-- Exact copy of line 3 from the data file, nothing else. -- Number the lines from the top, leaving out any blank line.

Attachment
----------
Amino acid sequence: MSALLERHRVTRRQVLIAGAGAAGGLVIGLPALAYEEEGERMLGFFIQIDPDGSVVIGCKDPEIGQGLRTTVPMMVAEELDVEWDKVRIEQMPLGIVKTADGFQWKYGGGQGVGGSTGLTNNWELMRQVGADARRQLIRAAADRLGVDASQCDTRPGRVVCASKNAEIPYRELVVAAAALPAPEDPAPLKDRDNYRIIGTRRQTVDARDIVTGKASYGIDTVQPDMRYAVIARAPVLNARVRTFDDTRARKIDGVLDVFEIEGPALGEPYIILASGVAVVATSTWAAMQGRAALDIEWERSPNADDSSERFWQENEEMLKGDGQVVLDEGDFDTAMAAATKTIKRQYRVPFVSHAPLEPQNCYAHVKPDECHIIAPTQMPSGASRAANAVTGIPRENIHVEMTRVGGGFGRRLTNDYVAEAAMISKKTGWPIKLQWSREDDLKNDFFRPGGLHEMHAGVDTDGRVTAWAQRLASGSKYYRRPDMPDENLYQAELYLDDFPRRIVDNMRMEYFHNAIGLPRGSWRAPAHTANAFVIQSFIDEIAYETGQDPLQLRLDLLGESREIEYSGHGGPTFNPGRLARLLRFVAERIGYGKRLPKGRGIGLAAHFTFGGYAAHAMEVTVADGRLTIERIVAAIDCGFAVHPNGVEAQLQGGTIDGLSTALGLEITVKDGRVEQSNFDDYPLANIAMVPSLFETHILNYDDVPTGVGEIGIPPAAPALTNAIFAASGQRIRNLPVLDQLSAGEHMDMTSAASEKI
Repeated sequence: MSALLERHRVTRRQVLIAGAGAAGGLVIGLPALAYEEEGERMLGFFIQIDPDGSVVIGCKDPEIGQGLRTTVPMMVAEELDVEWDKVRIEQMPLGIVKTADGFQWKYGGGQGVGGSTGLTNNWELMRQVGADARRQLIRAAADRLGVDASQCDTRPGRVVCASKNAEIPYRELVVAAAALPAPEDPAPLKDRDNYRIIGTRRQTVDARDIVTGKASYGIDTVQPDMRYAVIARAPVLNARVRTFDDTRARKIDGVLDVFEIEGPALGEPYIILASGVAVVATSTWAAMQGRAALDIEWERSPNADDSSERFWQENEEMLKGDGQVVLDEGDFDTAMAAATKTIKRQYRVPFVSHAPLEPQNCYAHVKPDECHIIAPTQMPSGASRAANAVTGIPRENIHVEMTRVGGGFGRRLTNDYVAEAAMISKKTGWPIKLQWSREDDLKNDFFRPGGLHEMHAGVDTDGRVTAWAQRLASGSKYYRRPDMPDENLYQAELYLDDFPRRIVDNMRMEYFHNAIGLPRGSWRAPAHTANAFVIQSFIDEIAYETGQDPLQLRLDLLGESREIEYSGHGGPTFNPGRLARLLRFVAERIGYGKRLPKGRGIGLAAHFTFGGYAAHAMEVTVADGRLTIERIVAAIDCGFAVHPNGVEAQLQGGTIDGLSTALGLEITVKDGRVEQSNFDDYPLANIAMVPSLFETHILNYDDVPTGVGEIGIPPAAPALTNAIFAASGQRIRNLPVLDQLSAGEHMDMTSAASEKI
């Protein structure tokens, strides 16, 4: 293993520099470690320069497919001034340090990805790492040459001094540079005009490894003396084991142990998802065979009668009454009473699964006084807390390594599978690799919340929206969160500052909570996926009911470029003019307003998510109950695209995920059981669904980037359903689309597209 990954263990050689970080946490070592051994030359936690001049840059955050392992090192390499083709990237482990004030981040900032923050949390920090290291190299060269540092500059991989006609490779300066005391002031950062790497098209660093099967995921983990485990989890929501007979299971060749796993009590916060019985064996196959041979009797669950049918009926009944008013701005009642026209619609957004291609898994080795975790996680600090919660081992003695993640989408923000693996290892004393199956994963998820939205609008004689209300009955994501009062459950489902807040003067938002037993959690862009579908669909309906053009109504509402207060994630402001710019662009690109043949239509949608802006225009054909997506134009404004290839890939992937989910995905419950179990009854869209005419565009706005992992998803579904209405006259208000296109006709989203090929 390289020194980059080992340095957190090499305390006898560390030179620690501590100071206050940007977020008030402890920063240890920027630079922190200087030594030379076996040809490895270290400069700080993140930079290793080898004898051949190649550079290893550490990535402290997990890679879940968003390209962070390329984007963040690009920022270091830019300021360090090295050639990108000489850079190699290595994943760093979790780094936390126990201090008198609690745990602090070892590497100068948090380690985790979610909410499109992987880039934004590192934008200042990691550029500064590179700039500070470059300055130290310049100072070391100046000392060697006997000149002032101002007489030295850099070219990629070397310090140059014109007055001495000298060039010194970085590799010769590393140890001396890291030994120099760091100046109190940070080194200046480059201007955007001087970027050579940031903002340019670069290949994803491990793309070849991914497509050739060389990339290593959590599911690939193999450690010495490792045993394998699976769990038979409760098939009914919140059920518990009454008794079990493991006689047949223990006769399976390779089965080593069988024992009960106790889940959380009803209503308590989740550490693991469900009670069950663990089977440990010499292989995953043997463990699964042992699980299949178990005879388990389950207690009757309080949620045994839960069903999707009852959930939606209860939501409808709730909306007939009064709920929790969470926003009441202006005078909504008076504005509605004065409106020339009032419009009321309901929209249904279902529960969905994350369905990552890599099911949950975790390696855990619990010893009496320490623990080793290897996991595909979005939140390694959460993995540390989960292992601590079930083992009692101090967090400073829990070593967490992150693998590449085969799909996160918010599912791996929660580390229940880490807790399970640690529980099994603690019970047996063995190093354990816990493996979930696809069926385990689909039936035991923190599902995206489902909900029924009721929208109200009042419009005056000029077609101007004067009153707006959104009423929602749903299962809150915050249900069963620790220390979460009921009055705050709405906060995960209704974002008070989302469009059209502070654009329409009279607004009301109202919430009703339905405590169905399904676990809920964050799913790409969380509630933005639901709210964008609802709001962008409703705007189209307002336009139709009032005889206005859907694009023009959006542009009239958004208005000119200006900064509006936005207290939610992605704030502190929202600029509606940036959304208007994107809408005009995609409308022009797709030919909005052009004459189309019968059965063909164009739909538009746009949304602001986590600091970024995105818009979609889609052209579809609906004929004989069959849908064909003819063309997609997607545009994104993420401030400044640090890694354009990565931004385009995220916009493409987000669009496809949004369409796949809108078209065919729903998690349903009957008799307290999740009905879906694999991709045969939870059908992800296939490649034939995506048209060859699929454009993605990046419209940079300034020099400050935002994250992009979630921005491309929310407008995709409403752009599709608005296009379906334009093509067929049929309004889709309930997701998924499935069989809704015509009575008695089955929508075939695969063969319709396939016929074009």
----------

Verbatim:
């Protein structure tokens, strides 16, 4: 293993520099470690320069497919001034340090990805790492040459001094540079005009490894003396084991142990998802065979009668009454009473699964006084807390390594599978690799919340929206969160500052909570996926009911470029003019307003998510109950695209995920059981669904980037359903689309597209 990954263990050689970080946490070592051994030359936690001049840059955050392992090192390499083709990237482990004030981040900032923050949390920090290291190299060269540092500059991989006609490779300066005391002031950062790497098209660093099967995921983990485990989890929501007979299971060749796993009590916060019985064996196959041979009797669950049918009926009944008013701005009642026209619609957004291609898994080795975790996680600090919660081992003695993640989408923000693996290892004393199956994963998820939205609008004689209300009955994501009062459950489902807040003067938002037993959690862009579908669909309906053009109504509402207060994630402001710019662009690109043949239509949608802006225009054909997506134009404004290839890939992937989910995905419950179990009854869209005419565009706005992992998803579904209405006259208000296109006709989203090929 390289020194980059080992340095957190090499305390006898560390030179620690501590100071206050940007977020008030402890920063240890920027630079922190200087030594030379076996040809490895270290400069700080993140930079290793080898004898051949190649550079290893550490990535402290997990890679879940968003390209962070390329984007963040690009920022270091830019300021360090090295050639990108000489850079190699290595994943760093979790780094936390126990201090008198609690745990602090070892590497100068948090380690985790979610909410499109992987880039934004590192934008200042990691550029500064590179700039500070470059300055130290310049100072070391100046000392060697006997000149002032101002007489030295850099070219990629070397310090140059014109007055001495000298060039010194970085590799010769590393140890001396890291030994120099760091100046109190940070080194200046480059201007955007001087970027050579940031903002340019670069290949994803491990793309070849991914497509050739060389990339290593959590599911690939193999450690010495490792045993394998699976769990038979409760098939009914919140059920518990009454008794079990493991006689047949223990006769399976390779089965080593069988024992009960106790889940959380009803209503308590989740550490693991469900009670069950663990089977440990010499292989995953043997463990699964042992699980299949178990005879388990389950207690009757309080949620045994839960069903999707009852959930939606209860939501409808709730909306007939009064709920929790969470926003009441202006005078909504008076504005509605004065409106020339009032419009009321309901929209249904279902529960969905994350369905990552890599099911949950975790390696855990619990010893009496320490623990080793290897996991595909979005939140390694959460993995540390989960292992601590079930083992009692101090967090400073829990070593967490992150693998590449085969799909996160918010599912791996929660580390229940880490807790399970640690529980099994603690019970047996063995190093354990816990493996979930696809069926385990689909039936035991923190599902995206489902909900029924009721929208109200009042419009005056000029077609101007004067009153707006959104009423929602749903299962809150915050249900069963620790220390979460009921009055705050709405906060995960209704974002008070989302469009059209502070654009329409009279607004009301109202919430009703339905405590169905399904676990809920964050799913790409969380509630933005639901709210964008609802709001962008409703705007189209307002336009139709009032005889206005859907694009023009959006542009009239958004208005000119200006900064509006936005207290939610992605704030502190929202600029509606940036959304208007994107809408005009995609409308022009797709030919909005052009004459189309019968059965063909164009739909538009746009949304602001986590600091970024995105818009979609889609052209579809609906004929004989069959849908064909003819063309997609997607545009994104993420401030400044640090890694354009990565931004385009995220916009493409987000669009496809949004369409796949809108078209065919729903998690349903009957008799307290999740009905879906694999991709045969939870059908992800296939490649034939995506048209060859699929454009993605990046419209940079300034020099400050935002994250992009979630921005491309929310407008995709409403752009599709608005296009379906334009093509067929049929309004889709309930997701998924499935069989809704015509009575008695089955929508075939695969063969319709396939016929074009």